In all great civilizations throughout history, capital punishment was practiced. Ancient executions are known to have been carried out through “such means as crucifixion, drowning, beating to death, burning alive, and impalement.”3 According to Time Magazine, execution by hanging is the most prominent method of execution in America’s history, followed by electrocution, then lethal injection, gas, firing squad, “other”, and burning with 63 recorded executions by fire.4 Not quite as gruesome as ancient history’s methods. You might even say these methods are more civilized; however, from the time of Hammurabi to the present day, how much more civilized are we? In the 38 centuries since Hammurabi, the death penalty has been delivered in many different ways, but none of those methods have yet to deter murder.

Graph of Execution Method*
fig. 1 Wilson, Chris“Every Execution in U.S. History in a Single Chart.” Time Magazine. 4.24.2014

*see source link for “most recent figures”

The concern over the humaneness of execution in America arose in the late 1800s. Hanging was originally thought to be the quick death for inmates, but instant death rarely occurred. 5 America truly began her quest for a “merciful death” in the 1890s with the introduction of the electric chair as a more “humane” method than hanging, but that proved still too violent a death. Following that, the gas chamber was then adopted in 1924, and then in 1982 Charles Brooks became the first person to be executed by lethal injection.6 Today there is a more forceful push than ever to abolish capital punishment completely in America. Some states who have abolished the practice are seeing lower murder rates than states practicing capital punishment. This hollows out the strongest ethical reasoning for the death penalty today – deterrence. 7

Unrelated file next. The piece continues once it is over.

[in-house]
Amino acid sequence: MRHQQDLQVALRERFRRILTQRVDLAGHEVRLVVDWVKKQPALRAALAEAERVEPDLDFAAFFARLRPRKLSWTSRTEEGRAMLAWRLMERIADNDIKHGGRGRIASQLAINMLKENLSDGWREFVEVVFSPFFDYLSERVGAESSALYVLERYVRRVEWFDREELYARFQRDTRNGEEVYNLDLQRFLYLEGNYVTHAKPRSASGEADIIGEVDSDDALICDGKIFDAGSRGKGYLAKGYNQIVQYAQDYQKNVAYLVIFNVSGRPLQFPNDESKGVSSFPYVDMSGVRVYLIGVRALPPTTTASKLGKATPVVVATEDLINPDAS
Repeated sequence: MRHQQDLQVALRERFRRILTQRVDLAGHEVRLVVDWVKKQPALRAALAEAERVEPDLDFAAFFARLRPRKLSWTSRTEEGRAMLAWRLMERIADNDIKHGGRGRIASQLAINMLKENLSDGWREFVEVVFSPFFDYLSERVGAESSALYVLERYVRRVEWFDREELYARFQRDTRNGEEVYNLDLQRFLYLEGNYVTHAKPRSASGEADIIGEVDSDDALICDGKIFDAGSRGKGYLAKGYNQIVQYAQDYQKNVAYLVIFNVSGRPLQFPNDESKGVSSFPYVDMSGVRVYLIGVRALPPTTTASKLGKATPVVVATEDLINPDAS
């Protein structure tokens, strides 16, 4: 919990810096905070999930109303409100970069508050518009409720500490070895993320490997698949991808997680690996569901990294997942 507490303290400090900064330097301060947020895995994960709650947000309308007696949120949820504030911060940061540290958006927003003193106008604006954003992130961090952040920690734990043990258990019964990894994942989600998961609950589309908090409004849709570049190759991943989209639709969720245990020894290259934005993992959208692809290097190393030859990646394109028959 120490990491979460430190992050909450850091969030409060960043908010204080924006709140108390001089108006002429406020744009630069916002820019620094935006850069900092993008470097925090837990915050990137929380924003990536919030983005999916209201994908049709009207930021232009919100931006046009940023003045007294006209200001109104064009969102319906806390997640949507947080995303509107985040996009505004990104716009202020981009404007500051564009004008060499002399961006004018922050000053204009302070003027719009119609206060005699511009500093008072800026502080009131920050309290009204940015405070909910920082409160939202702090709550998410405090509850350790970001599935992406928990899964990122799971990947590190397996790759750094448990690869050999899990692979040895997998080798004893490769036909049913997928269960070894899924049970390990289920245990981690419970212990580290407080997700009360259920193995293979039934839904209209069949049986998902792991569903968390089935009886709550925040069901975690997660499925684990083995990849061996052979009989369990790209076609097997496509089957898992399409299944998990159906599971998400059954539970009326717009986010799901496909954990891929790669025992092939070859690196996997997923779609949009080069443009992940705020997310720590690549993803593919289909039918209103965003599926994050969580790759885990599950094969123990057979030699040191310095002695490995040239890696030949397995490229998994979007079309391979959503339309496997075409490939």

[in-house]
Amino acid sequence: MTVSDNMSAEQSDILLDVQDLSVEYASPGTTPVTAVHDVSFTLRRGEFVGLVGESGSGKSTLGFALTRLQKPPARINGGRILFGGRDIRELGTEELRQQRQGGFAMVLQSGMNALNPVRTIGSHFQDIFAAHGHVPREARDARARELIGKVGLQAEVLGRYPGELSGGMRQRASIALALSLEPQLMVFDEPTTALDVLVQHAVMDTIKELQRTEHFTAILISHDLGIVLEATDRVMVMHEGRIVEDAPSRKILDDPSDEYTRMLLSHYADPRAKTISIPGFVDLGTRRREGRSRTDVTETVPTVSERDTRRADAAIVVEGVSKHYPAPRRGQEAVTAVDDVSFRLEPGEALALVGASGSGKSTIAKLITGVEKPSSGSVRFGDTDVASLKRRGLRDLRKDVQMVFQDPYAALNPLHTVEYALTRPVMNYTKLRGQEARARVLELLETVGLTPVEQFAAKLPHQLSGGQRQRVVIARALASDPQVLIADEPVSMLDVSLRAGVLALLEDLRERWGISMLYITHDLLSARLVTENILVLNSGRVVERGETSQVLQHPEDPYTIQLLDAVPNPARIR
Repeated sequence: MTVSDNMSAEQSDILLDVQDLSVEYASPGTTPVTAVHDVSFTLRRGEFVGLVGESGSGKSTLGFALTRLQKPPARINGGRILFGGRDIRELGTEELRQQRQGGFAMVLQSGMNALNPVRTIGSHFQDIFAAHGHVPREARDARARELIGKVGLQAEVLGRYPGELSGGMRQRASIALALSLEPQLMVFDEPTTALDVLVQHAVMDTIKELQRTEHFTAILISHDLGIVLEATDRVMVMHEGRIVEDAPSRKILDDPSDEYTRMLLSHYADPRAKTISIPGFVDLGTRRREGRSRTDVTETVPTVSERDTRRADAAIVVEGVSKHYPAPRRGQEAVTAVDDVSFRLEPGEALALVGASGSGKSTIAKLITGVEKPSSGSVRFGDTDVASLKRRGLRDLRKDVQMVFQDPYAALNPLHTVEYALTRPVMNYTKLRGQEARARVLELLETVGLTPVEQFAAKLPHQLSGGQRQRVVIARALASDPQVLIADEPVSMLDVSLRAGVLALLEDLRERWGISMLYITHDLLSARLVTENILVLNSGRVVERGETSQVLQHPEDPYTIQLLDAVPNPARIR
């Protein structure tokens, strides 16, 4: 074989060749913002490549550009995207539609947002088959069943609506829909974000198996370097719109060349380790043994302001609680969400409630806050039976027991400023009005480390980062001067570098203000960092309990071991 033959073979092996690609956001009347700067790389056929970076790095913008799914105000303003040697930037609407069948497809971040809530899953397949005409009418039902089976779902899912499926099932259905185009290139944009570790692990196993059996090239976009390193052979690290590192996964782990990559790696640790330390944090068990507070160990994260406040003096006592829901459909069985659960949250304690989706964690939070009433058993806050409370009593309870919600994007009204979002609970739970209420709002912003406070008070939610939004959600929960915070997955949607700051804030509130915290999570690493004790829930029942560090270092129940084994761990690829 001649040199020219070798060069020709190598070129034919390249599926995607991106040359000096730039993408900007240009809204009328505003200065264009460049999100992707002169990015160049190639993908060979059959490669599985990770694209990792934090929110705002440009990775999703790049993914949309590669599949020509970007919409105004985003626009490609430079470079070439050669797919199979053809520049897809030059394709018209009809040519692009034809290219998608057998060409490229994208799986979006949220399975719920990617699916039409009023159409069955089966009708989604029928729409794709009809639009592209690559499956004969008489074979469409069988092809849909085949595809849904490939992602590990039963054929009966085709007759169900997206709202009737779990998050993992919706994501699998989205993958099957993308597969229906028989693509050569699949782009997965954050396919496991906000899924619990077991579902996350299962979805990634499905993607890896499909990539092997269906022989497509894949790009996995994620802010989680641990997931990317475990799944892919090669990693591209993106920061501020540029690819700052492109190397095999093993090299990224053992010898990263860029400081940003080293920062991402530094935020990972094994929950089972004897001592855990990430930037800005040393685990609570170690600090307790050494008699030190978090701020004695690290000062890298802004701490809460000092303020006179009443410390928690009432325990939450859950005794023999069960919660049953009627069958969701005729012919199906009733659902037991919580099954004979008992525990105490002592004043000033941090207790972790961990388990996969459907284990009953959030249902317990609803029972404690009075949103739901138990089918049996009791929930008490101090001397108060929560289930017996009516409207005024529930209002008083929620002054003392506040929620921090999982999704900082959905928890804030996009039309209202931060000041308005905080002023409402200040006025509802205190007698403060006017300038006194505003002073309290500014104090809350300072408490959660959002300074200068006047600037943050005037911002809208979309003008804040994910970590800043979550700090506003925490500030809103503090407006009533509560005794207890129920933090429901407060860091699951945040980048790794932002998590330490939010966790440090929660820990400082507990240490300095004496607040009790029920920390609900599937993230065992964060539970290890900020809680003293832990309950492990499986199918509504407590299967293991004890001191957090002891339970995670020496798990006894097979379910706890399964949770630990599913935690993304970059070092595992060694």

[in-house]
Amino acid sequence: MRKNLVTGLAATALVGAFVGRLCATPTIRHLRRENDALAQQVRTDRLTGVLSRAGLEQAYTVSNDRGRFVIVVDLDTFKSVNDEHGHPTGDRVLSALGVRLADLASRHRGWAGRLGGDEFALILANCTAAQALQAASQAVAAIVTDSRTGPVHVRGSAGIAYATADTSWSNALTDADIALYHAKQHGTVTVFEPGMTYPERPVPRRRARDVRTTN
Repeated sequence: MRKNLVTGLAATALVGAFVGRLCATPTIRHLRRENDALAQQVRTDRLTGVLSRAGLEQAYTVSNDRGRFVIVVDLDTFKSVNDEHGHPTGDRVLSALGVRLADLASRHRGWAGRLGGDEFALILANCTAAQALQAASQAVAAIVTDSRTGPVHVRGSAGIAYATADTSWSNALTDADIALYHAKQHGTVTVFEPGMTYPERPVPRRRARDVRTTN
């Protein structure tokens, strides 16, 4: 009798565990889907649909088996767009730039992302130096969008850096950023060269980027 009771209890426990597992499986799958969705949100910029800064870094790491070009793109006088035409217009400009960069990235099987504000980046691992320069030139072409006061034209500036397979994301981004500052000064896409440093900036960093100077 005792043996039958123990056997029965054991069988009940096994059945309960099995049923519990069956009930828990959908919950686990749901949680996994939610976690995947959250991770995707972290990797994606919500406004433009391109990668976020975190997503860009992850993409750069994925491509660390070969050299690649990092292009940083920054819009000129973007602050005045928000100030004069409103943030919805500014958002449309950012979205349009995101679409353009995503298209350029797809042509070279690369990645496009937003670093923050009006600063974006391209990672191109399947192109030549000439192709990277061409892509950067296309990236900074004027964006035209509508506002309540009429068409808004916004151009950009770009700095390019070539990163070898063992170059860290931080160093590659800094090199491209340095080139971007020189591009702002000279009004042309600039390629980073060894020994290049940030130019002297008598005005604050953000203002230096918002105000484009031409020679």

If we peer at the statics and consider the paradoxical nature of the death penalty, it would appear most logical to do away with this old tradition and embrace a new more civilized world, but I do not believe it to be the most rational approach. I see American capital punishment in need of reformation, not abolition. I am not concerned with the humanness of execution. Justice and reparation are more important – more of a social good – than mercy for society’s greatest offenders. Capital punishment in America is a failing system in more than one way, but I will only discuss the method of execution in this article.

fig 2.”The original and first electric chair that was used to execute a prisoner on August 6, 1890 in Auburn, NY. The chair was destroyed in a prison riot and fire on July 28, 1929.” [source link]